I sent a copy of the work in progress to my longtime artist friend Sung Kim for some honest criticism and advice. Sung calls me on the bullshit ways I try to cheat while doing my stuff. Being a great artist himself, he sees things that bother him and he suggests ways to fix them. What you are seeing here is Sung’s suggestions, digitally painted over my work. As you can see, I picked the second version to work with. The major changes involve the dog leg on the werewolf (that I originally liked in stage #6) and more importantly, he moved the hand and arm back to really have them draw the eye back to The Living Corpse. Great suggestions Sung, thanks.

It was at this point I found out that inker Jerry Lando was not going to be available due to other obligations. What you are seeing in the first image is exactly where I was at when I got that news. You can see that the background is not completely done and I have thrown in more photo reference (for the moon). I had penciled in a couple of headstones/tombstones. No sense in drawing something twice so I took the pencils and created a non-repro blue version. I blew this stuff up to 200% of the finished print size; I have not done any inking in years and this way I could ink bigger (thinking it wouldn’t demand as much control with my brush).

Here I am inking away on the werewolf and the Corpse. You can see off in the left hand corner, a bunch of weird ink dobs. This is me trying to get the right amount of ink on my brush, while at the same time trying to get the perfect point on a new Windsor Newton Sable #2… I HATE NEW BRUSHES!

During the inking stage the background headstone really started to bug me. First off, it was too obstructed and that made it hard to really make out what it was. Secondly, the more I looked at it the more it started looking like the top to a vinegar bottle from a restaurant and not something you would see in a graveyard… SO OUT IT GOES!

Here is the almost completed piece. I still had some work to do on the tree in the top left at this point. I have added a second headstone (behind the Damsel) because one headstone in a graveyard is just not enough. I added a third one up the hill in the background, but it competed with the foreground werewolf’s nose too much, so I took it out. The space behind the werewolf that had the “vinegar bottle” now seemed too empty and my fog effect looks too much like the texture of a really old vinyl record; I needed to put something in there to fill up space and help solidify the graveyard location because 2 headstones is not enough to sell the idea.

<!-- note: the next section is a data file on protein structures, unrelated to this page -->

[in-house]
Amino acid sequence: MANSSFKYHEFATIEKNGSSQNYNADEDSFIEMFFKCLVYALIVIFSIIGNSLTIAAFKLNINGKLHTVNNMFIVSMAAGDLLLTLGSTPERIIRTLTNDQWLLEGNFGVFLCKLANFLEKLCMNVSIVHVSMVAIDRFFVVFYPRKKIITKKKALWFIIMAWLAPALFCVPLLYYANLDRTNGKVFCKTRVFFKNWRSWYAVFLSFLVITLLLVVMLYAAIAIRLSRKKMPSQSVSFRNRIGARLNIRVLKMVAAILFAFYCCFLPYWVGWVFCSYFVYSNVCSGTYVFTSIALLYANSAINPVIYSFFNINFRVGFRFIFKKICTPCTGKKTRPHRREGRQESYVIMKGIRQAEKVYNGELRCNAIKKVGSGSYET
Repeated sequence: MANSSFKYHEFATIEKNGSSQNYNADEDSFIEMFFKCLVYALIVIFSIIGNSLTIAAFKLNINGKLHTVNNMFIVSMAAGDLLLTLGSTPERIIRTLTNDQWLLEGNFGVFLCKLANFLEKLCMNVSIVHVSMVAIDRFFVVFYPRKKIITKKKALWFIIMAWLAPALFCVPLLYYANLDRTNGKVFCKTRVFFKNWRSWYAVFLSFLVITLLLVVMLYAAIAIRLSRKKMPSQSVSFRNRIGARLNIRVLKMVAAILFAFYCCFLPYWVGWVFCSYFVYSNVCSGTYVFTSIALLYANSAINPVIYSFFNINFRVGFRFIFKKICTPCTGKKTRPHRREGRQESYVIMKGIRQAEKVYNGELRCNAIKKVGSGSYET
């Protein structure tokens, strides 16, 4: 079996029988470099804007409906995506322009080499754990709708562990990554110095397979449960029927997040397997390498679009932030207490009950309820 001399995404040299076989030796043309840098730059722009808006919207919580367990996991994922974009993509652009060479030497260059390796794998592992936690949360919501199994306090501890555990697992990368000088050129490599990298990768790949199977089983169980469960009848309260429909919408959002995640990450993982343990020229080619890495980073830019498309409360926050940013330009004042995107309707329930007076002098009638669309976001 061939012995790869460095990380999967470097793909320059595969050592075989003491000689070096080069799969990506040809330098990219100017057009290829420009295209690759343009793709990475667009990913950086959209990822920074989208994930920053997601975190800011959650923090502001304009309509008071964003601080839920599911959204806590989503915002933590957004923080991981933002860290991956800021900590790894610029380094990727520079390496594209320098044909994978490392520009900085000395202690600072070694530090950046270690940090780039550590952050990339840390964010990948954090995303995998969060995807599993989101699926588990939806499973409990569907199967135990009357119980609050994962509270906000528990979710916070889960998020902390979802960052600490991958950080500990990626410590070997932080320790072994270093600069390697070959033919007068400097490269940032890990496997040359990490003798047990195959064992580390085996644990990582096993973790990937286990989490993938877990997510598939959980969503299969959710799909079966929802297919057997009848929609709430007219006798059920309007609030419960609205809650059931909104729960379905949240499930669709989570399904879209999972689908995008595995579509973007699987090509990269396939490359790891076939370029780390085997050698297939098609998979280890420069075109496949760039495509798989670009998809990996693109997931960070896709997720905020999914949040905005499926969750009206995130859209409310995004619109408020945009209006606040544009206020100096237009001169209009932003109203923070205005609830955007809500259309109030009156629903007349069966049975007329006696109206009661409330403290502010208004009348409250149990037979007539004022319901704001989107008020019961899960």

Back on Safari expedition in Google: I found this awesome looking Celtic cross tombstone… I figure that this would look great in the place of the “vinegar bottle tombstone” so I prepared an altered version of this.

I inked my Celtic cross tombstone sketch and scanned it in. I didn’t draw this out fully like I did with the other stuff because I knew at this point no other layers in the composition would be moving.

I placed the new tombstone into the piece just behind the werewolf which helped to create depth and reinforce the idea that they are in a graveyard. I also finished inking the tree and for kicks, left one leaf on an otherwise barren tree. I also added a separate layer with a rain effect on it. I supplied the colourist with photos of the type of moon and cloud cover I am looking for and what I am thinking the rain effect should look like. I put a name on the tombstone in the foreground as I felt it needed it to sell the idea that this was indeed somebody’s grave. Finally, I signed the job with my signature, which is supposed to be an S and an H, but really looks like 811. I also put a small note on the bottom saying “Thanks Joe!” as a small acknowledgement to my mentor Joe Kubert, who passed away 2 weeks before I finished this pinup. I have done work in comics before as a ghost artist, but I’ve never done anything that went to print that I got credit for… so… I wanted the first thing I got credit for to pass the credit along to the man that taught me soooo much.

Hope you enjoyed my long winded behind the scenes step-by-agonizing-step breakdown of my first Pinup. Thanks for checking it out and come visit us again in the future for more step-by-step breakdowns on upcoming comic book work in the near future!

Shane Hill
Writer/Artist Undead State

Author: Derek Whitson